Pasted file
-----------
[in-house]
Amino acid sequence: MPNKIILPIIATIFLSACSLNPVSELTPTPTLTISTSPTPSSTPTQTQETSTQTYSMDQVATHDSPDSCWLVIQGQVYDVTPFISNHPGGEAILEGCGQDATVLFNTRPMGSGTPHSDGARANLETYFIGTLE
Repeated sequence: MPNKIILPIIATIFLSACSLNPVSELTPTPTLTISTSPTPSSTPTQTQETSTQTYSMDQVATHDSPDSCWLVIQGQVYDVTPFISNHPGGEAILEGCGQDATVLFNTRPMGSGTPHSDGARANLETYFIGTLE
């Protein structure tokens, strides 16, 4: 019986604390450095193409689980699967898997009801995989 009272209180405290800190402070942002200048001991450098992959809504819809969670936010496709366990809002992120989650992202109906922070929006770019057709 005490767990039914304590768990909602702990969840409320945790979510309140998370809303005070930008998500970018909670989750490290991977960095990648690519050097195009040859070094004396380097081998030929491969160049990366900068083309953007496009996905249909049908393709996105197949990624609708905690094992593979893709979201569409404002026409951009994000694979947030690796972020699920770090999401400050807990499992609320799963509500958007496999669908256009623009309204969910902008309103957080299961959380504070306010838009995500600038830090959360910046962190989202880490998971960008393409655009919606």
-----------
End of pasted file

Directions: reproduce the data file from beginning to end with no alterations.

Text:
[in-house]
Amino acid sequence: MPNKIILPIIATIFLSACSLNPVSELTPTPTLTISTSPTPSSTPTQTQETSTQTYSMDQVATHDSPDSCWLVIQGQVYDVTPFISNHPGGEAILEGCGQDATVLFNTRPMGSGTPHSDGARANLETYFIGTLE
Repeated sequence: MPNKIILPIIATIFLSACSLNPVSELTPTPTLTISTSPTPSSTPTQTQETSTQTYSMDQVATHDSPDSCWLVIQGQVYDVTPFISNHPGGEAILEGCGQDATVLFNTRPMGSGTPHSDGARANLETYFIGTLE
């Protein structure tokens, strides 16, 4: 019986604390450095193409689980699967898997009801995989 009272209180405290800190402070942002200048001991450098992959809504819809969670936010496709366990809002992120989650992202109906922070929006770019057709 005490767990039914304590768990909602702990969840409320945790979510309140998370809303005070930008998500970018909670989750490290991977960095990648690519050097195009040859070094004396380097081998030929491969160049990366900068083309953007496009996905249909049908393709996105197949990624609708905690094992593979893709979201569409404002026409951009994000694979947030690796972020699920770090999401400050807990499992609320799963509500958007496999669908256009623009309204969910902008309103957080299961959380504070306010838009995500600038830090959360910046962190989202880490998971960008393409655009919606």